Tuesday, 20 October 2015

Primark: The Devil In The Detail

There's a general air of opinion amongst we ethical fashion types that fast fashion can do no right. Companies like Zara, New Look and especially the best-known UK name in the sector, Primark, are guilty of everything from the pushing of micro-trends to poor quality but super-cheap clothing, factors that keep people buying and a steady stream of non-recyclable clothing heading for landfill. Employee expoitation and dangerous working conditions are all par for the course. So far, so obvious.
The real story is, of course, rather less simplistic.
Did you know, for example, that Primark were one of the first companies to offer compensation to the victims of the Rana Plaza collapse–and that they contributed an amount above and beyond their legal obligation? Furthermore, the company have become the latest signatory to the Sustainable Apparel Coalition (SAC), a non-profit organisation that monitors the Higgs Index of a brand.
Higgs Index? Well, this is a self-assessment tool developed by the SAC that allows companies to calculate the sustainability performance of their supply chain and identifies areas that need to be improved. It assesses both the environmental and social impacts of products.
In a statement, Primark said:
"By measuring sustainability performance, the industry can address inefficiencies, resolve damaging practices, and achieve the environmental and social transparency that consumers are starting to demand. By joining forces in a Coalition, we can address the urgent, systemic challenges that are impossible to change alone."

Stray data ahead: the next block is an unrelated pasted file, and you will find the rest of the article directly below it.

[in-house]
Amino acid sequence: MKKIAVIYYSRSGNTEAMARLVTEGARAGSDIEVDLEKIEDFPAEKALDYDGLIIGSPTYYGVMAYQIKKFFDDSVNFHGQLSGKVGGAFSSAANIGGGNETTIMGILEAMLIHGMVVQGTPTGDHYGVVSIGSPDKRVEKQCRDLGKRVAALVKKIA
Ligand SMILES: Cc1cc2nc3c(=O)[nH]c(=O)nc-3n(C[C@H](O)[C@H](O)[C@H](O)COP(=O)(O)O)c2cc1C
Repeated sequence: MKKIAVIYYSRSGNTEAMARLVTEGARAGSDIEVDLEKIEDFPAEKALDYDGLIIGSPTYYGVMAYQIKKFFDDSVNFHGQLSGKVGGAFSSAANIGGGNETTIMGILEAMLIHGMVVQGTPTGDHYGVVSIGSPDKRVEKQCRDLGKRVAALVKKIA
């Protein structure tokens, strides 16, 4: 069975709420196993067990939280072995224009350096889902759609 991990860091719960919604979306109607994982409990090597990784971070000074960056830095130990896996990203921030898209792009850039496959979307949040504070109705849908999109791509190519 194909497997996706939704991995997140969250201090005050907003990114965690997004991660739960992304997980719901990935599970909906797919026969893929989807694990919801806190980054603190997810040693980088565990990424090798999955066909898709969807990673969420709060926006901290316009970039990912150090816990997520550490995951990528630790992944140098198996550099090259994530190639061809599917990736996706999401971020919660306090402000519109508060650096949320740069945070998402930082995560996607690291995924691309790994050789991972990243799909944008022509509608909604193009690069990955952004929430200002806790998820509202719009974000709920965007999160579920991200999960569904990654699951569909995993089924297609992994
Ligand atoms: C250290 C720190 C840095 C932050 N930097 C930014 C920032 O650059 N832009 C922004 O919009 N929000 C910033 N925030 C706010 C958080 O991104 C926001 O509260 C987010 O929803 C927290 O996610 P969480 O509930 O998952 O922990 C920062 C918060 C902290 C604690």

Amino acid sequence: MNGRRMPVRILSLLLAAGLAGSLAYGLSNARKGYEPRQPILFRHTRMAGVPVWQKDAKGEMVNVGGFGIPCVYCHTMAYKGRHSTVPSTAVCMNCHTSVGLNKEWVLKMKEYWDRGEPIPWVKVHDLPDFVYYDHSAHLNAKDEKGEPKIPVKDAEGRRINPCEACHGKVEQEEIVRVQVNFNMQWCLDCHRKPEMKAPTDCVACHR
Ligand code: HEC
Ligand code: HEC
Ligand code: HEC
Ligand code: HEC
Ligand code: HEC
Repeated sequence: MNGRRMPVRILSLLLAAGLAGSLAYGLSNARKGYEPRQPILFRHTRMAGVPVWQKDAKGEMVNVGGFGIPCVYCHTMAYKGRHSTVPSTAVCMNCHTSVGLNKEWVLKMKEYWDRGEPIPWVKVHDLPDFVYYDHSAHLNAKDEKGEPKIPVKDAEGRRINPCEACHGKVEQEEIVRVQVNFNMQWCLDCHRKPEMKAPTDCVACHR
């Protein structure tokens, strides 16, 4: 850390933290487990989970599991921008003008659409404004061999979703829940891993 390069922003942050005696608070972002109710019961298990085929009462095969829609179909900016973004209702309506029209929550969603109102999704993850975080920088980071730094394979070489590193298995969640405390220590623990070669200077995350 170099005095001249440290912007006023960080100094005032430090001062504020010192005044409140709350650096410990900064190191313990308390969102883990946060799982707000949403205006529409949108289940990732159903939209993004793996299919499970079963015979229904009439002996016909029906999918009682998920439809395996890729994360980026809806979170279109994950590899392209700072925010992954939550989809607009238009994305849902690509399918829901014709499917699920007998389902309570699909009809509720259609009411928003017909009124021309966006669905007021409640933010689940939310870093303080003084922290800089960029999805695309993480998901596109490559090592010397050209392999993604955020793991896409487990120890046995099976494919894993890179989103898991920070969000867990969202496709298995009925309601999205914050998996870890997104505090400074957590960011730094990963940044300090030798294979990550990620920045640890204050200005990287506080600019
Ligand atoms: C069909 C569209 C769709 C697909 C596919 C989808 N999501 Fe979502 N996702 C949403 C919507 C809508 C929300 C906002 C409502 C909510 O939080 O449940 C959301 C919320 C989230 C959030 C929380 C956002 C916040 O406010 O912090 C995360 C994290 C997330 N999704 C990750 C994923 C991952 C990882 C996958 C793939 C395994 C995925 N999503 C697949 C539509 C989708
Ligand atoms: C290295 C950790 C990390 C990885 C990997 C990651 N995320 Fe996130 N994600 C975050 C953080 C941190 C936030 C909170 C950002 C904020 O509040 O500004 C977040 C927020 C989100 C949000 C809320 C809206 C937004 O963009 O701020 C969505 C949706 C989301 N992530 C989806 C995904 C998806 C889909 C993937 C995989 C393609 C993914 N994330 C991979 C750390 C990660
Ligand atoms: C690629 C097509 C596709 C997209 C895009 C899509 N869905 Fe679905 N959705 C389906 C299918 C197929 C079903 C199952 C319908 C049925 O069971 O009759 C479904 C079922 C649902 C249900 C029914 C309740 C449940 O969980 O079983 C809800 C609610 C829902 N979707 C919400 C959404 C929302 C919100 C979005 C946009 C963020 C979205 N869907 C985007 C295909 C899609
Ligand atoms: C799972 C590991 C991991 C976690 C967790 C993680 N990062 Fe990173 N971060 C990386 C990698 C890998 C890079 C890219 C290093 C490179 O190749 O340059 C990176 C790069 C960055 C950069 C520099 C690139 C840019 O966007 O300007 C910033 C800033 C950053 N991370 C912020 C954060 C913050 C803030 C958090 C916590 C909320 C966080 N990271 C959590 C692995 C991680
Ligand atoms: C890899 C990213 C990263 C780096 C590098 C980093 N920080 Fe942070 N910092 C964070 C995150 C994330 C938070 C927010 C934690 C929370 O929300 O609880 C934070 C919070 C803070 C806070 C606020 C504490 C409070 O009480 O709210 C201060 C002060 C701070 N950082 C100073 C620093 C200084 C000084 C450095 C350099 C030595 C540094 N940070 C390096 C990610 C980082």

Parse that statement, and a couple of interesting points emerge. Firstly, they note that changes to transparency and the elimination of "damaging practices" are things that customers are starting to call for. In other words, advocacy of a more ethical fashion sector is starting to make a difference. Consumer power is a real force in moving away from the old toxic models.
Secondly, Primark is very clear that they can't do it alone. Which is why joining the SAC is such a smart move. It has a membership that includes big brand names like Adidas and H&M, agencies including the Environmental Protection Agency as well as non-profits, academic institutions, Uncle Tom Cobley and all. No-one wants to be the first to jump into a new supply chain structure. But by teaming up with a group that can provide a good theoretical and legal framework for such a move, when it happens it's more likely to be a success.
Look, I'm not saying we should all suddenly rush out to Primark to show our support. But it's important to realise that sometimes the bad guys aren't quite as evil as we like to think, and that painting any issue in black and white ignores the subtle hues that are much closer to the truth.

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